Archive for April, 2010

Field Trip Friday: Brooklyn Botanic Garden

This past weekend, OHNY staffer Hae-In took a trip to the Brooklyn Botanic Garden to view the cherry blossoms now in season. Founded in 1910 and located right by Prospect Park, the 52-acre garden contains many specialty gardens on their grounds, including the Japanese Hill-and-Pond Garden, the Cranford Rose Garden, the Shakespeare Garden and the C.V. Starr Bonsai Museum, located in the Steinhardt Conservatory.

Cherry Esplanade

The Garden has more than 200 cherry trees of 42 Asian species and cultivated varieties, making it one of the most sought after cherry-viewing sites outside of Japan. The first cherry trees were planted after World War I as a gift from the Japanese government. The cherry trees can be found on the Cherry Esplanade and Cherry Walk, in the Japanese Hill-and-Pond Garden, and in many other locations throughout the Garden. Depending on weather conditions, they bloom from late March or early April to mid-May.

Cherry blossoms

Every spring a month-long cherry blossom viewing festival called Hanami is held at the BBG, to celebrate when the trees are in bloom. Hanami, which means “flower viewing,” is the Japanese tradition of viewing and celebrating the cherry blossom, or “sakura” season.

Cherry trees in bloom

Although the blooms do not usually last longer than a week, different trees bloom at slightly different times. Visit the Brooklyn Botanic Garden soon to take advantage of this beautiful tradition!

Brooklyn Botanic Gardens
1000 Washington Ave, Brooklyn, NY

The Opening of the Visitor Center at Newtown Creek

New York City Department of Environmental Protection presents the opening of the
Visitor Center at Newtown Creek Wastewater Treatment Plant

Saturday, April 24 and Sunday, April 25, 2010
12  – 4 pm
Newtown Creek Wastewater Treatment Plant
329 Greenpoint Avenue, Brooklyn

Directions to the Newtown Creek Visitors Center:
Subway: G train to Greenpoint Avenue Station
Bus: B24
Car:
• Take the Long Island Exp. I-495 W toward MIDTOWN TUNNEL (RT-25 W)
• Take exit #15/VAN DAM ST onto QUEENS MIDTOWN EXPY
• Continue straight on BORDEN AVE
• Make a U-Turn at 31ST PL onto BORDEN AVE
• Turn Right on VAN DAM ST
• Bear Right on GREENPOINT AVE
• Go over JJ Byrne Memorial Bridge and continue on GREENPOINT AVENUE
• Entrance is on the right on GREENPOINT AVE & HUMBOLDT ST.
(Parking is not available on site)

Join OHNY’s Volunteer Council!

Bruce, VC member, at the 450 West 14th Street hard hat tour

Greetings, openhousenewyork volunteers and supporters! Bruce McDonald here, from your trusty OHNY Volunteer Council. I’m peering through the computer screen today, searching out some of our most energized and devoted minions to join our ranks, and I think I see one. Yes, you, right there – the one reading this post! I think you’ve got what it takes to be on the V.C.!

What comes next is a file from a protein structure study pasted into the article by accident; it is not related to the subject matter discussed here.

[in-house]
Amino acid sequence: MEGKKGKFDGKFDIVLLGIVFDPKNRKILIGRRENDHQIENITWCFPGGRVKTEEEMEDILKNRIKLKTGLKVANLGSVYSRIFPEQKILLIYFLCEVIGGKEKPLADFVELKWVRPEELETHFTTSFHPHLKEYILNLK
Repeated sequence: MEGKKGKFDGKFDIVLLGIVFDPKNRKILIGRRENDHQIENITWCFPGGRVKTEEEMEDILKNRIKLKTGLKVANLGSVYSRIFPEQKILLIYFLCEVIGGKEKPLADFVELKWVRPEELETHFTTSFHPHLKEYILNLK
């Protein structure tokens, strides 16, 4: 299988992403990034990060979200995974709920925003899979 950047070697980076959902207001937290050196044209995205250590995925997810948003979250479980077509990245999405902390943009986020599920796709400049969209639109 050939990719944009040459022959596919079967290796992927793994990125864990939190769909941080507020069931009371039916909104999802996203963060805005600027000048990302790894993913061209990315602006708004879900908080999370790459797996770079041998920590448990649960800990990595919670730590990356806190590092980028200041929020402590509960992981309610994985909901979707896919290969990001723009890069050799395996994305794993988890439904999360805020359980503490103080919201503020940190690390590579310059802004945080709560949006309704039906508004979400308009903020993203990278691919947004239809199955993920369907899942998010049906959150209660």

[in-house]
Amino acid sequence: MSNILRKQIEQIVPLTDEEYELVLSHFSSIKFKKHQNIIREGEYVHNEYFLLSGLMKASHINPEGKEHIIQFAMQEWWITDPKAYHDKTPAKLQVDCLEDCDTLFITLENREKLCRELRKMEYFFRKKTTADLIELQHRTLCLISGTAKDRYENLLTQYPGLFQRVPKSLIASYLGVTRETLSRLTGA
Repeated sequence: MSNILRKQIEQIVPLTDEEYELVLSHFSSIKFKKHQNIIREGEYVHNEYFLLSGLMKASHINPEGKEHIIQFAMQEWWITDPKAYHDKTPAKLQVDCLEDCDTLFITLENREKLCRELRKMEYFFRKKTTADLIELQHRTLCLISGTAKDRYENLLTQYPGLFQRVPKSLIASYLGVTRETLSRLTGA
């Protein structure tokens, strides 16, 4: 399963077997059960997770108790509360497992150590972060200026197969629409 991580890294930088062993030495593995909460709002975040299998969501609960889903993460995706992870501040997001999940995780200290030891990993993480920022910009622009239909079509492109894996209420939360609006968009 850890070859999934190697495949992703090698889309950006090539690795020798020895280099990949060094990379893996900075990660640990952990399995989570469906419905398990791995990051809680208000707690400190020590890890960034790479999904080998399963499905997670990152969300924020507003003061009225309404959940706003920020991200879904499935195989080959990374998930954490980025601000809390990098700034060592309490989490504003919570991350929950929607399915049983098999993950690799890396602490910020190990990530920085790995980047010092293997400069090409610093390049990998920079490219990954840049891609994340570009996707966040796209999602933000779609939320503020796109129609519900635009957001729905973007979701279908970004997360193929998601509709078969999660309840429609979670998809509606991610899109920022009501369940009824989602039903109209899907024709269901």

A quick rundown: the OHNY Volunteer Council is a group of dedicated volunteers who are tasked with recruitment, training, retention, management, and recognition of our nearly 1000 active volunteers. We meet monthly to chart the course of action for Open House Weekend (it really does take all year to make the planets align for the weekend!); to get briefed by OHNY staff about overall issues and goals for the organization (and how we might be able to help out); and to ensure that all of the wonderful year-round programs and events are populated with warm, welcoming, and knowledgeable folks to act as support for the amazing OHNY staff members.

In addition to our monthly meetings, Volunteer Council members have the honor of acting as District Coordinators on Open House Weekend, overseeing all of the sites and programs within a certain geographic area of the city. As a regular site volunteer, I loved having the opportunity to interact with site sponsors and visitors, but that experience paled in comparison to being the point person for volunteers and sponsors in 10 different locations! Being able to directly experience the diversity of options over the weekend and oversee dozens of volunteers from all walks of life is one of my favorite things about my seat on the V.C.

Another perk to being on the council is representing the volunteer population at large to our supporters. For each year-round program or fund raising event, we make sure that at least two members of the V.C. are front and center alongside members of the staff and board of directors, meeting, greeting, and reinforcing the importance of the work OHNY does with the help of our generous patrons. Plus, as you can see from the accompanying photo, we are one foxy bunch!

Every year at this time, we put out a general call to our volunteers to join the ranks of the Volunteer Council, so if you’re interested, please get in touch with the office and let them know! The only requirements in addition to the duties outlined above are that you are already an active volunteer, that you’re willing to serve a minimum two-year term, and that you commit to our monthly meetings (almost always held on a the second Tuesday evening of the month). By just committing a few hours a month, you can make a palpable difference to OHNY and to the tens of thousands of New Yorkers we serve!

So that’s the Volunteer Council in a nutshell. We have a few open seats at the table…don’t you think one of them should be yours?

(Image courtesy of Jeffrey Donenfeld)

Field Trip Friday: The Museum of Chinese in America